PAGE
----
Legislative Assembly for the ACT: 2018 Week 5 Hansard (8 May) . . Page.. 1559 ..
psychiatry—junior medical officers—working in the child and adolescent mental health service.
From these activities it is clear that we are not standing still. ACT Health is undertaking considerable work to drive improvements that will increase access to mental health services. Today I am pleased to reiterate my commitment to creating a mental health system that is recovery focused and aimed at keeping Canberrans well. I look forward to continuing to update the Assembly and the community on the work of the office for mental health and wellbeing and other important initiatives that are underway to improve mental health services in the territory.
I present the following paper:
Office for Mental Health and Wellbeing—Update on proposed model and functions—Ministerial statement, 8 May 2018.
That the Assembly take note of the paper.
Question resolved in the affirmative.
Land Tax Amendment Bill 2018
Debate resumed from 12 April 2018, on motion by Mr Barr:
That this bill be agreed to in principle.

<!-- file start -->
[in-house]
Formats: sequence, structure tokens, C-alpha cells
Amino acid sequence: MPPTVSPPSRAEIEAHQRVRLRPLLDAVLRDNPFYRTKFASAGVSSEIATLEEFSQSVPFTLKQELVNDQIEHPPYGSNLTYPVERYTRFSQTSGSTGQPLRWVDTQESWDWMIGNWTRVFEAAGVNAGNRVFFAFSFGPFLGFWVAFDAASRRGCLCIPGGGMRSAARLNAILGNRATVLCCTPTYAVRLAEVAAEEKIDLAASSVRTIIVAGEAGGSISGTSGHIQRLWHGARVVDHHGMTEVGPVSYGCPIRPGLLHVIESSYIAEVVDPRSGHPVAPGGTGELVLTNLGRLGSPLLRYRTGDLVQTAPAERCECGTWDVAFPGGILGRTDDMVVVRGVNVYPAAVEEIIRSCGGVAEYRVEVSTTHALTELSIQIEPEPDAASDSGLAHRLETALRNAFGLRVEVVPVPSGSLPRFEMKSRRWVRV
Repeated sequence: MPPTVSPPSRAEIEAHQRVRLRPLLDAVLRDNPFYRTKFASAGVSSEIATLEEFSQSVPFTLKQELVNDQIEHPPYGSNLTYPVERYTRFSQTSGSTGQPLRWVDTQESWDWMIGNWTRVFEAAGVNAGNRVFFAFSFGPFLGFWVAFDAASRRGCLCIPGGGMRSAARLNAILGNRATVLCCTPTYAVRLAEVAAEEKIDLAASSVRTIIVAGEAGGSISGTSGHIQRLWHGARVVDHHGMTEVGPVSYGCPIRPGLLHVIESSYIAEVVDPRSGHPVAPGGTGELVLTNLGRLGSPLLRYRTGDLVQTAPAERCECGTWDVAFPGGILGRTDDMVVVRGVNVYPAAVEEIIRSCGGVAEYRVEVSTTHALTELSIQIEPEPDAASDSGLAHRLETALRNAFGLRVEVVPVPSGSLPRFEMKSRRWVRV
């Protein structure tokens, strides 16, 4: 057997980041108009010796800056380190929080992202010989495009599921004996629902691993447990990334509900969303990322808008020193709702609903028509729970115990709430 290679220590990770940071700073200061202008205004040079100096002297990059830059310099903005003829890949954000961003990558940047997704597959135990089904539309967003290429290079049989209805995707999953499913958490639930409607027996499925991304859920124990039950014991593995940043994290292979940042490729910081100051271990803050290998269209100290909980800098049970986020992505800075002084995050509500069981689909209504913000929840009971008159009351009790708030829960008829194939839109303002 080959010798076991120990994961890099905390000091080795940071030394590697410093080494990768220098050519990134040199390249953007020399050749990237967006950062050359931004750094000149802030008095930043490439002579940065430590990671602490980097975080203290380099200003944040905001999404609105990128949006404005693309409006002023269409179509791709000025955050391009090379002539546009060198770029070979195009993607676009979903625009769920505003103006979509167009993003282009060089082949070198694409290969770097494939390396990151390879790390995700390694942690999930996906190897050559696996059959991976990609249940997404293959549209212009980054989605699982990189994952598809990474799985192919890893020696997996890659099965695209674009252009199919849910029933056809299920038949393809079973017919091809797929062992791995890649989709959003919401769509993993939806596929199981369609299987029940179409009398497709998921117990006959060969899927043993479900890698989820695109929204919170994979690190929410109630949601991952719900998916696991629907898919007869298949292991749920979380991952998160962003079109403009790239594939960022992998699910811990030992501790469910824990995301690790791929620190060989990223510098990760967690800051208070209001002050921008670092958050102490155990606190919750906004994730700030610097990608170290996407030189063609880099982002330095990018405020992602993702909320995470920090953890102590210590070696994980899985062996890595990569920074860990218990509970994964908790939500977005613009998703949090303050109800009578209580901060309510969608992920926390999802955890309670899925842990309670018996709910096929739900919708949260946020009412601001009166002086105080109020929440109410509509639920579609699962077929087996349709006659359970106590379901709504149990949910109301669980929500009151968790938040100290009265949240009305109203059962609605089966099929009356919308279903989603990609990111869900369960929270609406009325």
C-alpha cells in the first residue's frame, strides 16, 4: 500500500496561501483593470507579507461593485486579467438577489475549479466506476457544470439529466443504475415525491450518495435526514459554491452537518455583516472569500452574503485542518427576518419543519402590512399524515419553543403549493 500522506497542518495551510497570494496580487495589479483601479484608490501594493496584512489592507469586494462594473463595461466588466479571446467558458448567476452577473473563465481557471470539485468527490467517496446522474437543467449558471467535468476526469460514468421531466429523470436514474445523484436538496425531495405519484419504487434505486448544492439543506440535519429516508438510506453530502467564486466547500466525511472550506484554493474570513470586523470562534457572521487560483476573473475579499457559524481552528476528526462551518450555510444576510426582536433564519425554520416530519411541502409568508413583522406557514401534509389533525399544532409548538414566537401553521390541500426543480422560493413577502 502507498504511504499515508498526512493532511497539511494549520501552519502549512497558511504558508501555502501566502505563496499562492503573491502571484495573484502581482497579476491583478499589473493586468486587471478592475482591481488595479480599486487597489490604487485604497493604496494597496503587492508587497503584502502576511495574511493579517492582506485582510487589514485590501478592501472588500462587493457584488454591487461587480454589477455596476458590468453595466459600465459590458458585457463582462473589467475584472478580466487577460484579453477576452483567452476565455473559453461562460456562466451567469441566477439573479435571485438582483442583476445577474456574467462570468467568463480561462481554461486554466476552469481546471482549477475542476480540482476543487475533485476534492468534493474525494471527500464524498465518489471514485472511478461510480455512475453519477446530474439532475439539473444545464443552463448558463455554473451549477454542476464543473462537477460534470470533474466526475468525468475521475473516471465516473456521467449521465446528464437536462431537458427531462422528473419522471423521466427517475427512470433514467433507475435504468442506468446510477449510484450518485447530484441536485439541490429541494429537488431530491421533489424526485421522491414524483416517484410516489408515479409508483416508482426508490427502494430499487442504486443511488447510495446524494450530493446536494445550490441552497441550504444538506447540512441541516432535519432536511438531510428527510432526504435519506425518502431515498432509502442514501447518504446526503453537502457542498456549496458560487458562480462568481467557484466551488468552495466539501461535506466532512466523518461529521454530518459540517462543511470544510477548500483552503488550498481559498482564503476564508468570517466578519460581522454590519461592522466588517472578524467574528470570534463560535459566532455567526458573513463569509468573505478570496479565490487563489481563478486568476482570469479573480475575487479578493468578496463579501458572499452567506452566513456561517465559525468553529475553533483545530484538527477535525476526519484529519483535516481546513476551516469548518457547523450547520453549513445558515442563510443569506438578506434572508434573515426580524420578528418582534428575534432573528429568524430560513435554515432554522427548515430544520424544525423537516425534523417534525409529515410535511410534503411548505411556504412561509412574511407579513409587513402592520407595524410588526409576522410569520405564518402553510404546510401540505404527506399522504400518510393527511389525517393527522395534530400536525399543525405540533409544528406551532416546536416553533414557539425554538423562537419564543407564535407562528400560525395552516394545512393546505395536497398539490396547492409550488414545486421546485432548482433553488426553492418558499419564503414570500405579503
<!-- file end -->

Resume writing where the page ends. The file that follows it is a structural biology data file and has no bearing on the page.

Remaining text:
MR COE (Yerrabi—Leader of the Opposition) (12.20): The opposition will not be supporting the Land Tax Amendment Bill 2018. The bill does not address housing affordability issues and we do not believe the changes are in the best interests of our city or of Canberrans. The Treasurer has also failed to provide answers to reasonable questions on the mechanics and modelling underlying the bill.
This bill appears to be another example of a Labor-Greens government tax grab, with the government looking to gouge a projected $10 million in additional revenue across the forward estimates. Labor and the Greens continue to advance policies which make it more expensive for people to live in Canberra and we keep seeing hardworking families pushed across the border or driven into financial hardship. We have seen how destructive the recent changes to rates and land tax have been on Canberrans, and now the Labor-Greens government wants to extend that hardship to even more households and families.
The first part of this bill changes the test for land tax liability from a rented test to a principal place of residence test. This new test has the broadest possible scope and will capture what the Labor-Greens government has identified as vacant properties. Whilst the government contends that forcing these owners to put their homes on the market is a good thing, it essentially compels the owners to put them up for rent or else.